Inadequate doses and premature termination will probably be the greatest threats to a successful MMT program in Malaysia. Malaysian doctors tend to use low doses despite the fact that the traditional dosing with lower doses are expected to be ineffective . Many also actively encourage their patients to terminate MMT early. They may outwardly say that they use lower methadone doses because of fear for ethnic difference that would put patients at risks for toxicity. They will not admit their fears with methadone (and all opiates actually!) just for the simple reason that methadone is an opiate, just like heroin and morphine!. Malaysian doctors are not alone in this. Despite evidence for the need for a daily dose of 80 mg to 100 mg, most patients are maintained on much less. It is probably understandable that the lay public may not understand the scientific basis for MMT and could be disparaging and become critical of it. It is however less clear why many physicians and other health care providers have the same views. Most have actually received clear information on the principles underlying MMT. They may also claim that they want to prescribe as few medications as possible but this sounds hollow. Many frequently easily prescribe other mood altering drugs, such as the benzodiazepines that can also produce psychologic and physiologic dependency. Even if they claim they fear adverse effects, the adverse, physiologic effects of MMT are minimal and methadone is probably associated with the least side effects of any drug in a physician's pharmacologic armamentarium, when used appropriately. Illicit use of benzodiazepines, even among MMT patients, are now threatening to derail the MMT program as many continue to inject benzodiazepines although they may have discontinued injecting opiates. There is probably a general "opiophobias". It is known that some doctors even hesitate to use opiates even when indications are clear. Efforts should therefore be made urgently to reeducate these doctors. In their hands is the future of the nation. Their failure to prescribe adequate methadone doses will lead to therapeutic failure for MMT and this has dire consequences.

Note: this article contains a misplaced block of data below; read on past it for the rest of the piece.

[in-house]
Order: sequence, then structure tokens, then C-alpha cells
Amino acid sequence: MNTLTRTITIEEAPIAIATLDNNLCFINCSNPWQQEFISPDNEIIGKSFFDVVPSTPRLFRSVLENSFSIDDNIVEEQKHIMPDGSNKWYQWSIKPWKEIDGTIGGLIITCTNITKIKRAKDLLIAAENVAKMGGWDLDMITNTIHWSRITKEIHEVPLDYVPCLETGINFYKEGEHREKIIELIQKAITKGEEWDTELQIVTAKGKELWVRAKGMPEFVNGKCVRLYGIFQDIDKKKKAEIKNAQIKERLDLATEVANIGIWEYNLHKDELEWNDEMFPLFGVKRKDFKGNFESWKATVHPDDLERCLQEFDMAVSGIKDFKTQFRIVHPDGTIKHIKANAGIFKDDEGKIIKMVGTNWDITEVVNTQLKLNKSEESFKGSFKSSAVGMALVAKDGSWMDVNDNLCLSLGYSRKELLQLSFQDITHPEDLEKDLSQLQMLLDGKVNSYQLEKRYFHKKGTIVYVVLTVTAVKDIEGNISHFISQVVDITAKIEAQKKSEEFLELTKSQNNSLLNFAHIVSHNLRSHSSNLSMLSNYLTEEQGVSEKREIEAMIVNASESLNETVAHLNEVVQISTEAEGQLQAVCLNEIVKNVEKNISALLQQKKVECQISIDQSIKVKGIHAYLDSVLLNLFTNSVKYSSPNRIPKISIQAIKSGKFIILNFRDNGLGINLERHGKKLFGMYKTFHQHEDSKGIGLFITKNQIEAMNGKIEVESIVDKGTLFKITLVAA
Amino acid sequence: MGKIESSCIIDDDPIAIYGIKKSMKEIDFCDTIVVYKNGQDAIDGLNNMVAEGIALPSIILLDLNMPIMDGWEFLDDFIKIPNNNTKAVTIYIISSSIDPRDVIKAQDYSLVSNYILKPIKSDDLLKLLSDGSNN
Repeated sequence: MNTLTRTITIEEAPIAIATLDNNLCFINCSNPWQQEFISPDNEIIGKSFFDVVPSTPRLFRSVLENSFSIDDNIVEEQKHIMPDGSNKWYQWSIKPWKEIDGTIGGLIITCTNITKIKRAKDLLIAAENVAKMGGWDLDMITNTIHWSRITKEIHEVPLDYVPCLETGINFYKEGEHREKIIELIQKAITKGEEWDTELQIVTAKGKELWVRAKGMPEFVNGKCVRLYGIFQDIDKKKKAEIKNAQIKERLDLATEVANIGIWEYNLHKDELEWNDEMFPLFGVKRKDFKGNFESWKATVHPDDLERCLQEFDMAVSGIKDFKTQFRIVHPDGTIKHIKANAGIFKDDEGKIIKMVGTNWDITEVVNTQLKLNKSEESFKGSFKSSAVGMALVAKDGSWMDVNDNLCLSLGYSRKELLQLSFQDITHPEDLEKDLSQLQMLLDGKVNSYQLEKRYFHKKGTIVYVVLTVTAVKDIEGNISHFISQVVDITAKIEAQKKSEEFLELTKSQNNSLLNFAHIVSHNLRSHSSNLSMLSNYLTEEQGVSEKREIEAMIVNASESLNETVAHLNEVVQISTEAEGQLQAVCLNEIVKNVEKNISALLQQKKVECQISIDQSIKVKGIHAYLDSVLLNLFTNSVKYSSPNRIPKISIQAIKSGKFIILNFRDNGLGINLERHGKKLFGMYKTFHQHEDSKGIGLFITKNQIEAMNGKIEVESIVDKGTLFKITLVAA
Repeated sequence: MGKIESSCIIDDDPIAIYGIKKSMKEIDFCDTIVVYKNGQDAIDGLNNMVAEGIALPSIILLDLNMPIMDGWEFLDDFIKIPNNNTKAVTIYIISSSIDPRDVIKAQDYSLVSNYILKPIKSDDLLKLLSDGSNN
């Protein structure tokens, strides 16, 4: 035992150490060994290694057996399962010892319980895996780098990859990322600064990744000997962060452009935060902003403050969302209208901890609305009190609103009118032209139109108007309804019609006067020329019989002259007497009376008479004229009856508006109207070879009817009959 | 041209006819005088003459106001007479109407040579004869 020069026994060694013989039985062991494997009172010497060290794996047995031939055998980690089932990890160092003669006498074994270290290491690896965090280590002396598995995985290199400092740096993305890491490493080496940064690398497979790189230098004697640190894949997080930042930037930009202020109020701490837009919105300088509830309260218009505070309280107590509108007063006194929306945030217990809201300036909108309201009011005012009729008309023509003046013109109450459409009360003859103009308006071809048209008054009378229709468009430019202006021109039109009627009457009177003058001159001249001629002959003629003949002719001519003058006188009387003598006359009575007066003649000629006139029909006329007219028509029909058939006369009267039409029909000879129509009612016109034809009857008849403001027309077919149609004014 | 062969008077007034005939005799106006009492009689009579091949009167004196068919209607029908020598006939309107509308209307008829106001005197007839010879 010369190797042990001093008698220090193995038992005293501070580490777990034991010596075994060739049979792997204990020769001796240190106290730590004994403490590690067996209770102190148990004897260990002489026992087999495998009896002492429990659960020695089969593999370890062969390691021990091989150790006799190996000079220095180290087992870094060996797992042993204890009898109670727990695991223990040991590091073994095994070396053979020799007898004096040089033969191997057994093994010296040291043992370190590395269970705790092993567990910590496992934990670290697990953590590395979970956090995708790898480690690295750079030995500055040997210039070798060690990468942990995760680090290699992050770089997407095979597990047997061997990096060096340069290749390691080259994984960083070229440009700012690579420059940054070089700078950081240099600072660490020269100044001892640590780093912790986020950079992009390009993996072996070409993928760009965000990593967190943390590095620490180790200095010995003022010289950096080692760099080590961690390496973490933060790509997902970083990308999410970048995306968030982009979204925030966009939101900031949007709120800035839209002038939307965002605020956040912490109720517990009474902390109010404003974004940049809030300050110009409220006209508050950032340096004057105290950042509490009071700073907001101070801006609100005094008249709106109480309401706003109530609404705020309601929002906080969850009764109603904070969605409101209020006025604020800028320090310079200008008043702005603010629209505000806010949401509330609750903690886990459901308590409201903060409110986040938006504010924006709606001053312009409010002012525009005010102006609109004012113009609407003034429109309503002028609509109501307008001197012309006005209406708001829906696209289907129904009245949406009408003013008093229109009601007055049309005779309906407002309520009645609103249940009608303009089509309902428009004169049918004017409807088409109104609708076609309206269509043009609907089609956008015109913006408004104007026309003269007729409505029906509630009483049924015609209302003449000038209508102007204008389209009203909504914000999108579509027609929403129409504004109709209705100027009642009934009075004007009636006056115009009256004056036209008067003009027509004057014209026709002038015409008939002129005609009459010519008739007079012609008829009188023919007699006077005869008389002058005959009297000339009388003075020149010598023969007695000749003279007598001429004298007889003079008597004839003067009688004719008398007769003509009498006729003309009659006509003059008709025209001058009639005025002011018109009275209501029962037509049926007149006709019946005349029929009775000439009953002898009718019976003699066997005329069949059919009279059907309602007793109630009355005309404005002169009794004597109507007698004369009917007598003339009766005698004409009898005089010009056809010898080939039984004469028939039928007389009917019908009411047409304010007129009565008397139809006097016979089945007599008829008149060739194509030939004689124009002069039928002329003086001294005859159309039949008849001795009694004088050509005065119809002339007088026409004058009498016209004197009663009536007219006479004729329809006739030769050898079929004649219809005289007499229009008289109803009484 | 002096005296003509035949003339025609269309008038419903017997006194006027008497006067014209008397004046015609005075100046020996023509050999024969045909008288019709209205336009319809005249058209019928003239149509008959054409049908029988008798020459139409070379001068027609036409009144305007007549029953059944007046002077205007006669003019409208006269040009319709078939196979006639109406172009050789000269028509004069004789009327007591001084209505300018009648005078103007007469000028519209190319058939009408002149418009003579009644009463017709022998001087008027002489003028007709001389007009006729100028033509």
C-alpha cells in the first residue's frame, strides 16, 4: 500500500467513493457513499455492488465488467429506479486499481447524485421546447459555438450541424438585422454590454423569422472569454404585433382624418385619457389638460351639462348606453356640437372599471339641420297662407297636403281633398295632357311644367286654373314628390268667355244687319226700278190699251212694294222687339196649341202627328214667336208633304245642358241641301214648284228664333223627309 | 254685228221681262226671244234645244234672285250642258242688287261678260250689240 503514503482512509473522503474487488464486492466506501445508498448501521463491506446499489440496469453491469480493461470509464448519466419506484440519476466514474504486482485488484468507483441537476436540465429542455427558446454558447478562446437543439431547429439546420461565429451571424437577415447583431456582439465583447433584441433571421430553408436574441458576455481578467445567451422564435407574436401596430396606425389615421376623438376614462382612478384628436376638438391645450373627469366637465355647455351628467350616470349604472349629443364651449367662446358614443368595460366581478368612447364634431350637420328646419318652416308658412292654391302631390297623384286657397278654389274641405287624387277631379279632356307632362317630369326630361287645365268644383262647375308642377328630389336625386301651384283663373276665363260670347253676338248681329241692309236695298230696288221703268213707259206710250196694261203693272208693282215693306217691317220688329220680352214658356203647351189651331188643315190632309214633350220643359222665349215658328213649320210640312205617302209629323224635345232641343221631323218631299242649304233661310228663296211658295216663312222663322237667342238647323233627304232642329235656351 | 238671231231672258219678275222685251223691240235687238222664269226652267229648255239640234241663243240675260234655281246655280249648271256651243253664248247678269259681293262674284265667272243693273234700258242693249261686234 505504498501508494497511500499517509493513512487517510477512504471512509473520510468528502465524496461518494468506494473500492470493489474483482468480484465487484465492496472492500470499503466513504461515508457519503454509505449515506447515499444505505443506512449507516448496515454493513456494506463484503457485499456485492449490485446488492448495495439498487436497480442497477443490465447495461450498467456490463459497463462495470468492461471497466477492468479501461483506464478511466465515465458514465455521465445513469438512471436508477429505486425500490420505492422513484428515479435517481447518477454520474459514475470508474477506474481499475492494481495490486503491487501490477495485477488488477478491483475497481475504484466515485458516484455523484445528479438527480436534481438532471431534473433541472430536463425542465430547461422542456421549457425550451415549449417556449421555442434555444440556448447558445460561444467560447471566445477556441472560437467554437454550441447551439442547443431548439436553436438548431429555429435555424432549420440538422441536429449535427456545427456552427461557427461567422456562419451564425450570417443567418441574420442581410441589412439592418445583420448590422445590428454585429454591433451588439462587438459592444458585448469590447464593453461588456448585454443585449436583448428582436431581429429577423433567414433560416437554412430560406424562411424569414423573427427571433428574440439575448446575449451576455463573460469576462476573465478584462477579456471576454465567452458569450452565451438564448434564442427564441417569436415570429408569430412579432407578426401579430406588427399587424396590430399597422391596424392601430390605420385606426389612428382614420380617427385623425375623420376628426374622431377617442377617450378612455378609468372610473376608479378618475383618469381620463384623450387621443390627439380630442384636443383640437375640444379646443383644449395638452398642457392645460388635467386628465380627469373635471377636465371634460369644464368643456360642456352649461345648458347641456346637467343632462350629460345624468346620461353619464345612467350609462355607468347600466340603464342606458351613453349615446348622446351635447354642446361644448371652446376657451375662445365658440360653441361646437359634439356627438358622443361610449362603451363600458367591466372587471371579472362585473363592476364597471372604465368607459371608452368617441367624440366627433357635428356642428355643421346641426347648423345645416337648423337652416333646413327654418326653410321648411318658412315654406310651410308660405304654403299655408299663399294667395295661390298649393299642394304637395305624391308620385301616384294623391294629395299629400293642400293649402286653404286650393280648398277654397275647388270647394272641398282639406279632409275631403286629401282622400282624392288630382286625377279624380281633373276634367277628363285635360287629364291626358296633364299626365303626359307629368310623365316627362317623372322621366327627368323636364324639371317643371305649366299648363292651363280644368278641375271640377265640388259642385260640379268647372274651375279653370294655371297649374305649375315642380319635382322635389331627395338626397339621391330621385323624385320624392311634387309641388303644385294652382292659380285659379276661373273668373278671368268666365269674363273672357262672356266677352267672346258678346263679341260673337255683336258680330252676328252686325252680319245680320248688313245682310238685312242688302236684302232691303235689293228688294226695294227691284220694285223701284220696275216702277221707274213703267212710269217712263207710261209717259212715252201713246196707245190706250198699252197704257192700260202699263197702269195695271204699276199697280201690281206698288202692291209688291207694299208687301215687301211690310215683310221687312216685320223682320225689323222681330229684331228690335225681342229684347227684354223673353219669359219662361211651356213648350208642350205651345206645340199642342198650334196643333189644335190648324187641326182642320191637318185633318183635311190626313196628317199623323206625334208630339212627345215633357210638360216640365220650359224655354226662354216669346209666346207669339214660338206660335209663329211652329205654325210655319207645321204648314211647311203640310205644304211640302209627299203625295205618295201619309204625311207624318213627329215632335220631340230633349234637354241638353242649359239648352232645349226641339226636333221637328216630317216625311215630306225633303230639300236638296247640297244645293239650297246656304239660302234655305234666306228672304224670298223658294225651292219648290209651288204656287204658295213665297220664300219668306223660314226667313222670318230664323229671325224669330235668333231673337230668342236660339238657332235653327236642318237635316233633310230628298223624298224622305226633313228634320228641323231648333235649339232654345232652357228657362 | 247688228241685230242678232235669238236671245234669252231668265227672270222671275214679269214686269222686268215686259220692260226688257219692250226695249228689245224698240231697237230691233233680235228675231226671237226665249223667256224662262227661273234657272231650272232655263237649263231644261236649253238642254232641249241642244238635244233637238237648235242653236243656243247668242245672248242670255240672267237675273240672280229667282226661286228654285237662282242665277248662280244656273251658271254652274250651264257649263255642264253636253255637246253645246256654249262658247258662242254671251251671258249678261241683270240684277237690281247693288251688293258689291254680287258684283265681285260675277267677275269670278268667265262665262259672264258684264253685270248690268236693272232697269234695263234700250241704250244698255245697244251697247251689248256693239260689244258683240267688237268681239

Our physicians justify the lower methadone doses used on account of the smaller body sizes of their  and the possibility of reduced drug metabolisms . However, drug metabolism and drug doses do not depend on the body weight alone. It is more likely to be related to the expression level and catalytic activity of the putative drug metabolising enzymes (DME) in the individual patients . With methadone, metabolism is complex, mediated by several polymorphic DMEs as reflected by the large variability observed with methadone disposition and half lives [29–31]. DME polymorphisms have large geographic and ethnic variations . With CYP2B6 and CYP3A4, two enzymes that have been implicated in methadone metabolism, the ethnic groups in Malaysia show polymorphism with types and frequencies that differed from each other and from ethnic groups in other geographic location . Furthermore, the frequencies for mutations at CYP3A4 locus were found to be higher among Malay opiate dependent individuals compared to non-opiate dependent Malays. CYP3A4 is an enzyme whose activity is also altered by environmental factors like char-broiled food and grape fruits . All these would probably have more impact on methadone dose requirements in Malaysia than would body weights.